An injured child is every parent’s worst nightmare. When your child is injured at school, at a friend’s house, or on a field trip, you may be unsure of your rights and legal options as a parent.
Depending on the circumstances of your child’s injury, you may be able to file a lawsuit and seek compensation on his or her behalf.
Children spend over a quarter of their lives in school. It stands to reason that many children, as a result, sustain injuries while on the school playground, or as a result of other students.
When your child is injured at school, your legal options can be complicated. In general, public schools are considered government entities, and usually have immunity from most lawsuits. For example, if your child trips and falls in the hallway, you usually cannot file a civil lawsuit against the school seeking damages.
However, there are many exceptions to this general rule. For example, if your child was injured because the school negligently failed to protect him or her from a foreseeable danger, then this immunity may not apply.
If your child is injured on the way to or from school, or on a field trip, you may have an easier time recovering payments for your child’s medical bills and suffering. Often, students are transported by companies with substantial insurance policies, who will quickly settle cases where a child is injured.
In addition, field trip locations like zoos or museums may also have insurance meant to cover injuries sustained on their properties. However, if these locations are also government entities, it may be difficult to recover damages unless there are extraordinary circumstances.
It may be uncomfortable to consider filing a lawsuit or seeking damages from friends and family. That is precisely the reason that most people carry homeowners’ insurance or renters’ insurance.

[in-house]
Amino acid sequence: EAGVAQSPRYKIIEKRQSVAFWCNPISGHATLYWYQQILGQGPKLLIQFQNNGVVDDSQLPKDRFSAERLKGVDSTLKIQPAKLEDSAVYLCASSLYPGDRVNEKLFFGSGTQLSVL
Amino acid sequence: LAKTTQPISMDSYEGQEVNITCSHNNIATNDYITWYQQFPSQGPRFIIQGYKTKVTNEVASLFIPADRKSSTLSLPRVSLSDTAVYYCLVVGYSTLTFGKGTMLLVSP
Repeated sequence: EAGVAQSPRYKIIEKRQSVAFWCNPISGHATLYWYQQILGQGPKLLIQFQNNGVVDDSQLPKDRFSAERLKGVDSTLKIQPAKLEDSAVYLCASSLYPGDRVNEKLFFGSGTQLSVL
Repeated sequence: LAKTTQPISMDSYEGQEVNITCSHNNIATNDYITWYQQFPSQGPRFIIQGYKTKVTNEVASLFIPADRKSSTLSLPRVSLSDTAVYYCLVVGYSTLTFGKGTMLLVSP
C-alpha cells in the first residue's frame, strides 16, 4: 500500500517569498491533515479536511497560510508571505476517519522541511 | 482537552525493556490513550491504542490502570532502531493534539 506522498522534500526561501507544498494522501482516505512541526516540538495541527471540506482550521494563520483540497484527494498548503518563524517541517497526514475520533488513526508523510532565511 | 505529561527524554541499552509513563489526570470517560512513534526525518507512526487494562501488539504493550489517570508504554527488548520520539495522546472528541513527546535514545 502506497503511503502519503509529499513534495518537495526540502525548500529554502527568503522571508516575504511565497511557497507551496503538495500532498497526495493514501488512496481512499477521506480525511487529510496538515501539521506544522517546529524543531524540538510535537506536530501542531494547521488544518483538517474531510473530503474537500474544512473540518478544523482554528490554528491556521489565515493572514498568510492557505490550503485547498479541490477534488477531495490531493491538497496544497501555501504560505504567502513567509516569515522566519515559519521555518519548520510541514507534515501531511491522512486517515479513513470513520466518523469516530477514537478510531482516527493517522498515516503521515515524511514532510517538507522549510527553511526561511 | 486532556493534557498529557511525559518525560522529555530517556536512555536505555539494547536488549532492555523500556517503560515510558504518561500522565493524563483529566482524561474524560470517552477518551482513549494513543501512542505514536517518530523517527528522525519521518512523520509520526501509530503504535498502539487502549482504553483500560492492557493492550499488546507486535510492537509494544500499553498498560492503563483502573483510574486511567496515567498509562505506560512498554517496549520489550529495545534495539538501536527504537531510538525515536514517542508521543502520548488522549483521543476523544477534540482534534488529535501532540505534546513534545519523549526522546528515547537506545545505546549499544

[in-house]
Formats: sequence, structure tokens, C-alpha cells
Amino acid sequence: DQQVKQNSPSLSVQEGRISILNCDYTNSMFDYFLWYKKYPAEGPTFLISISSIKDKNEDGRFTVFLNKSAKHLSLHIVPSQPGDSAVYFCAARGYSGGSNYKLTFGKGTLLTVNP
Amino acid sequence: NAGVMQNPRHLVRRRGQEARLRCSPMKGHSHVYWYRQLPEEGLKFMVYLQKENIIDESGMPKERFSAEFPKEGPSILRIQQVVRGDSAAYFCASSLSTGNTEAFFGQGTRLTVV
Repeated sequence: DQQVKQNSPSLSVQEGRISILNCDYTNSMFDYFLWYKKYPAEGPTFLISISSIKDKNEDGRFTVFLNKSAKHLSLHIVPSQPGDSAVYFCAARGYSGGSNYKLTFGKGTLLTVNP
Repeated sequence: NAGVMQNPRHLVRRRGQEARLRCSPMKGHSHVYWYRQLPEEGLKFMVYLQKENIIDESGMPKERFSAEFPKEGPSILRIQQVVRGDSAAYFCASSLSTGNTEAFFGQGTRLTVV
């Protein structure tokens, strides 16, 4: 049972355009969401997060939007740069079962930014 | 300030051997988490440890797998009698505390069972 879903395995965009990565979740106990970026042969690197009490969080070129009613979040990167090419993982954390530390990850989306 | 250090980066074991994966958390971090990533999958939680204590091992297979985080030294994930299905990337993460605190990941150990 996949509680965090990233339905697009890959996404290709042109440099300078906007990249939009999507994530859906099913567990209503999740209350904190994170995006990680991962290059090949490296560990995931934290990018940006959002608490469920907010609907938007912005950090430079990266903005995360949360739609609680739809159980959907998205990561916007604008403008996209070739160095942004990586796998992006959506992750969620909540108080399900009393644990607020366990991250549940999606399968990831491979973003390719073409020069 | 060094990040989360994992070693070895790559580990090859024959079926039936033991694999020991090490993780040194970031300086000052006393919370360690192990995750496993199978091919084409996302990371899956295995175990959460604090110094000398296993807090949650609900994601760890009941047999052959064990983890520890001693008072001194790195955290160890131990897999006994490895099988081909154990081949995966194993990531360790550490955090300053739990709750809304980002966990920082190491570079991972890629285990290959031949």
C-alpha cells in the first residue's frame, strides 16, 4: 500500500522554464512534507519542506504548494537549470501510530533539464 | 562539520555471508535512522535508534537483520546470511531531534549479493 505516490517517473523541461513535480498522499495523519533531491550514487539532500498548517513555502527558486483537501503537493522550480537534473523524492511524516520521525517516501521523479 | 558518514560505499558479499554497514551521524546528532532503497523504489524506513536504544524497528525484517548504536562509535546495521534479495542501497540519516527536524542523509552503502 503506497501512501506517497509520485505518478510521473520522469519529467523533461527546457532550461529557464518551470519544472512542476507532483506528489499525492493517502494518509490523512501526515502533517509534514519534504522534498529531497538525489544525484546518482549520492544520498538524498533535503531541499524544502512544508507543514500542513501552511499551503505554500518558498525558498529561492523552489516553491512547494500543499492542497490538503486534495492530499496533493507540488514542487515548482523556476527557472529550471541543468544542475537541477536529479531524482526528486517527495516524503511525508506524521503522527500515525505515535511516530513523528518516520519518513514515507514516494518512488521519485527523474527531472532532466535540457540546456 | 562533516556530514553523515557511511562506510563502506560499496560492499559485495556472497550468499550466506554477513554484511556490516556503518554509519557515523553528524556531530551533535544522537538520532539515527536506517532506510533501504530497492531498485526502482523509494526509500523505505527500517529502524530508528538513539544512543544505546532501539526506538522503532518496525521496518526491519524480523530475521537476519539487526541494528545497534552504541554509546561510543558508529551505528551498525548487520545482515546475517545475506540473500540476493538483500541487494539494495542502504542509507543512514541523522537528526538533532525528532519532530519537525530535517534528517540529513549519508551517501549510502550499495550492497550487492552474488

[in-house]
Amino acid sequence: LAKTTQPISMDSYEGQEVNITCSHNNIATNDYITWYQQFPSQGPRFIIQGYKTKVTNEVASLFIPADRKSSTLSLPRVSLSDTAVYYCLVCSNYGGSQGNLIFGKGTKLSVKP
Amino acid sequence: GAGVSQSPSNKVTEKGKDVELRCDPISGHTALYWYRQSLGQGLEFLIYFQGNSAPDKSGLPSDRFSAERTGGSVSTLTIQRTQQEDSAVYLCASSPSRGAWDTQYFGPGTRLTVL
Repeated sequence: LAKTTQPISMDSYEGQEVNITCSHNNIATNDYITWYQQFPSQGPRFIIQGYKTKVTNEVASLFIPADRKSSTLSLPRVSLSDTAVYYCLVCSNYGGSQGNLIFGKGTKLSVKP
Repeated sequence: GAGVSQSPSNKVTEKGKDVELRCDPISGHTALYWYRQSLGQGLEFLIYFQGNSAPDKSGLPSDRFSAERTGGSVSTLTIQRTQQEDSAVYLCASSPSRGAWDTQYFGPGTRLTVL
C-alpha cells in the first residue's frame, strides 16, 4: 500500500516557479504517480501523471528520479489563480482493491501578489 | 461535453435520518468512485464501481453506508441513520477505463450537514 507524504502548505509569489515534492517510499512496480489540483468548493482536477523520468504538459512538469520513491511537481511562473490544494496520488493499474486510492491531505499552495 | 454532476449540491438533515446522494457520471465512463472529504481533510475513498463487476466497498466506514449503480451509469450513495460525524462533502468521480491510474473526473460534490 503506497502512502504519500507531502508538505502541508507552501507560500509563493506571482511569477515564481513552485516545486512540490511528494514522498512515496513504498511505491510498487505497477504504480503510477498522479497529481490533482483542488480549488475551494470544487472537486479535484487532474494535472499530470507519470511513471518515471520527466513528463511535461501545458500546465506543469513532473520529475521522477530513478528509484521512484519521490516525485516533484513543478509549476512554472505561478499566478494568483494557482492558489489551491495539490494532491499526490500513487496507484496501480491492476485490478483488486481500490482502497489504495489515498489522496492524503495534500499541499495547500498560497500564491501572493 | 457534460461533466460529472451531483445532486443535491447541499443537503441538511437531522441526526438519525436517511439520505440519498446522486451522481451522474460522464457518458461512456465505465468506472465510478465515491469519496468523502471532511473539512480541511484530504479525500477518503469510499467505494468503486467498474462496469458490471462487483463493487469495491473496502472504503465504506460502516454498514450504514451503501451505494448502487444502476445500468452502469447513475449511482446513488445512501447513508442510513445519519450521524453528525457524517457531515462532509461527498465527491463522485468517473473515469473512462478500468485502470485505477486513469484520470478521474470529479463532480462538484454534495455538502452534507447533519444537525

When your child is injured at someone else’s residence, the person’s homeowners’ or renters’ insurance is your first resource for compensation. These policies are meant to cover the medical bills for injuries on the property.
Unfortunately, if your child was injured at the home of someone without insurance, you may have no recourse but to sue the property owner personally.
Personal injury lawsuits are complicated, regardless of where your child’s injury occurs. In addition to determining which parties might be responsible, who has insurance, and who is immune from suit, your child’s own actions may determine your chances of recovery.
When considering issues like negligence and fault, the actions of your child have significant importance. Your child’s actions will be judged on a “reasonable child” standard, meaning that he or she may not be able to recover if the actions were unreasonable for a child of that age.
For example, the actions of a 15-year-old should be more reasonable than the actions of a 5-year-old. If your child should have known better than to do what he or she did, then his or her chances of recovering compensation will likely be reduced.
Inkelaar Law is recognized nationally for its efforts at fighting school bullying and standing up for the rights of injured children. We have the experience you need on your side if your child has been injured.
To learn more about your family’s rights after a childhood injury, call 1-877-537-4665 today.